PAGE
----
But Jesus insisted that although this might have been a fulfilment in part Daniel’s prophecy awaited a further fulfilment. In Matthew 24:15-16 Jesus tells us that Daniel’s prophecy is fulfilled in the siege of Jerusalem.  In AD70 the Romans defeated the Jews the armies entered the temple carrying the emblem of Caesar into the temple and offered sacrifices to their gods. So could the rebellion Paul is prophesying in 2 Thessalonians 2 refer to the same event? When Paul wrote 2 Thessalonians it was still only 50AD and so the timing works. There was still 20 years to go before the destruction of the temple.

Now if the man of lawlessness is Caesar then what Paul says to the Thessalonians in one sense he is not saying to us. To them he is saying something like ‘Don’t be alarmed or unsettled …Jesus has not come….and he won’t yet come because the Romans haven’t invaded Jerusalem yet..the man of lawlessness is still to come.’

But that wouldn’t be what he is saying to us. To us he’d say ‘Don’t be alarmed or unsettled because Jesus has not come…but do understand that he could come at any moment because everything that needs to happened has happened.’

So that’s option 1 and the problem with it is that every commentary I read rejected that interpretation for a number of reasons that space doesn’t permit us to discuss. Perhaps the key one is that a number of books of the Bible that are almost certainly written after the fall of Jerusalem in AD70 – especially Revelation and the book of 1 John — still expect the coming of the man of lawlessness or the Antichrist as he is also known. John writes in 1 John 2:18 ‘this is the last hour; and as you have heard that the antichrist is coming.’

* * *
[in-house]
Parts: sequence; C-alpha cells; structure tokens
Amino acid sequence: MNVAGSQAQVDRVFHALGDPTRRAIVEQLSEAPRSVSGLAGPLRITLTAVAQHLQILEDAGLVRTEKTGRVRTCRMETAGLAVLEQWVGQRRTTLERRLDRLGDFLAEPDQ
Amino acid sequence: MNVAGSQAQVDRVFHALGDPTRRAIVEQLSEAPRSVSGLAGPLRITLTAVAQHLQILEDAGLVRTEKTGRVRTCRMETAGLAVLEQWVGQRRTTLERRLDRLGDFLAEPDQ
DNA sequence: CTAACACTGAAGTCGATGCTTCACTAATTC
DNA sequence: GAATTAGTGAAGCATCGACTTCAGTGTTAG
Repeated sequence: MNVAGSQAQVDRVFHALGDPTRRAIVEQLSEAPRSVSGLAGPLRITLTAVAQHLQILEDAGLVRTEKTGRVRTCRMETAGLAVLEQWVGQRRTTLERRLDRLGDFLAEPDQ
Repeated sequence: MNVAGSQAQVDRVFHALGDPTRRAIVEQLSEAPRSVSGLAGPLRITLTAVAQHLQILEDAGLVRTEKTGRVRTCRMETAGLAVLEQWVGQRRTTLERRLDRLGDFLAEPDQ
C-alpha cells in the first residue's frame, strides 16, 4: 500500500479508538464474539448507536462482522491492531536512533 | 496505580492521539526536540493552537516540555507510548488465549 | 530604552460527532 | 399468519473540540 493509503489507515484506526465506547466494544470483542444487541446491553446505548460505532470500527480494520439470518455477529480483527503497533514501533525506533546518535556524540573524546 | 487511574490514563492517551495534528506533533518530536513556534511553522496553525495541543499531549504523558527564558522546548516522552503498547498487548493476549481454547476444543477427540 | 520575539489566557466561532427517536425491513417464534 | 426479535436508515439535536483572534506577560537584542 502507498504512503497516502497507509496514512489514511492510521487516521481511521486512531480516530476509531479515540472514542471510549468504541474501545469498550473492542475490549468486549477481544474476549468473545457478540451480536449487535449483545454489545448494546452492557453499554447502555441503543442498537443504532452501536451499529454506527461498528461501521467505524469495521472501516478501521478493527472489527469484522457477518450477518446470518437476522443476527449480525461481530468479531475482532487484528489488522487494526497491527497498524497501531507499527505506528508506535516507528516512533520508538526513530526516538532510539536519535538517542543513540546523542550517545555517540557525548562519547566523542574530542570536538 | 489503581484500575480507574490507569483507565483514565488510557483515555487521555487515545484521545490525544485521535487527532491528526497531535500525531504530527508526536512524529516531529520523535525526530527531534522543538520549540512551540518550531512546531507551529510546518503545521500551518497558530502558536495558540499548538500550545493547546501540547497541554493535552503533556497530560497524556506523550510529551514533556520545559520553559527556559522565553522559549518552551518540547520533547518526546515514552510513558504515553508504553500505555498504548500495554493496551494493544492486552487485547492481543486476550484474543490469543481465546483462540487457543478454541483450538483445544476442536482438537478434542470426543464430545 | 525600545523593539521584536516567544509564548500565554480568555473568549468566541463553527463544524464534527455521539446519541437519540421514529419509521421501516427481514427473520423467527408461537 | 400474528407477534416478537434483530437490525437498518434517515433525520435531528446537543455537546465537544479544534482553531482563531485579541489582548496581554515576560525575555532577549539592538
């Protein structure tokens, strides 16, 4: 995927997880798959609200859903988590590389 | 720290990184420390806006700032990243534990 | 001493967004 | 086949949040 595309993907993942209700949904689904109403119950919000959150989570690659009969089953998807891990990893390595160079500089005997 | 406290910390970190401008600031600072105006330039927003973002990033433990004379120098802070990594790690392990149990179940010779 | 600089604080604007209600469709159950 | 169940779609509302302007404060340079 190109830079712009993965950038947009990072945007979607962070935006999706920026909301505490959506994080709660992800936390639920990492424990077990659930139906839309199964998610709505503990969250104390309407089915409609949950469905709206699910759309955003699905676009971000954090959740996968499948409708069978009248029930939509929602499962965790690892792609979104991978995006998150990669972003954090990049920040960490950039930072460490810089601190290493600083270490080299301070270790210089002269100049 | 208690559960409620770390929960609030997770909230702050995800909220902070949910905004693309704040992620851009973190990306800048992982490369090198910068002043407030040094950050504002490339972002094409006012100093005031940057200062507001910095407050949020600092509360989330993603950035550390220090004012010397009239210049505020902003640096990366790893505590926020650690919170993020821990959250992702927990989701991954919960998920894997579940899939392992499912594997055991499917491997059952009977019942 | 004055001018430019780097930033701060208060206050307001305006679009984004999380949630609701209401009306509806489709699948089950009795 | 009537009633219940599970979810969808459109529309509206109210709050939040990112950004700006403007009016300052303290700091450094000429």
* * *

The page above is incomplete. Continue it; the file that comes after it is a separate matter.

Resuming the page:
2) The lawless one is yet to be revealed

If the man of lawlessness was not revealed in AD70 that would mean that what Paul is saying to the Thessalonians he is also saying to us (v.7) that the secret power of lawlessness, evil and opposition to God will be at work in the world until at the very end of history but then there will be one final embodiment of evil who will trigger the return of Christ. God’s plan and timing will decide when the arrival of the man of lawlessness will trigger the return of Christ and at that time the man of lawlessness will be utterly defeated.

Now if you are a suffering Christian somewhere in the world today (like the Thessalonians) then that is of great reassurance. Paul is saying ‘don’t be surprised by the presence of evil. There will be evil in the world right up until the day the Lord returns but God is in control.’

Could Christ come back today?

Firstly, we should admit that these verses are so difficult and Christians disagree on their exact meaning that whatever view we hold we should hold provisionally.

That means that if it is possible (even if we think unlikely) that everything that needs to happen has happened then we should be ready for Jesus to come back at any moment. Wayne Grudem in his chapter on eschatology in his Systematic Theology asks  ‘is it possible to be ready for something that we think unlikely to happen in the near future?’ Certainly he says ‘Everyone who wears a seatbelt when driving gets ready for an event he or she thinks to be unlikely.’ The point is because we can’t be sure what will happen, because we don’t know for sure whether this prophecy has been fulfilled, either way we need to be ready.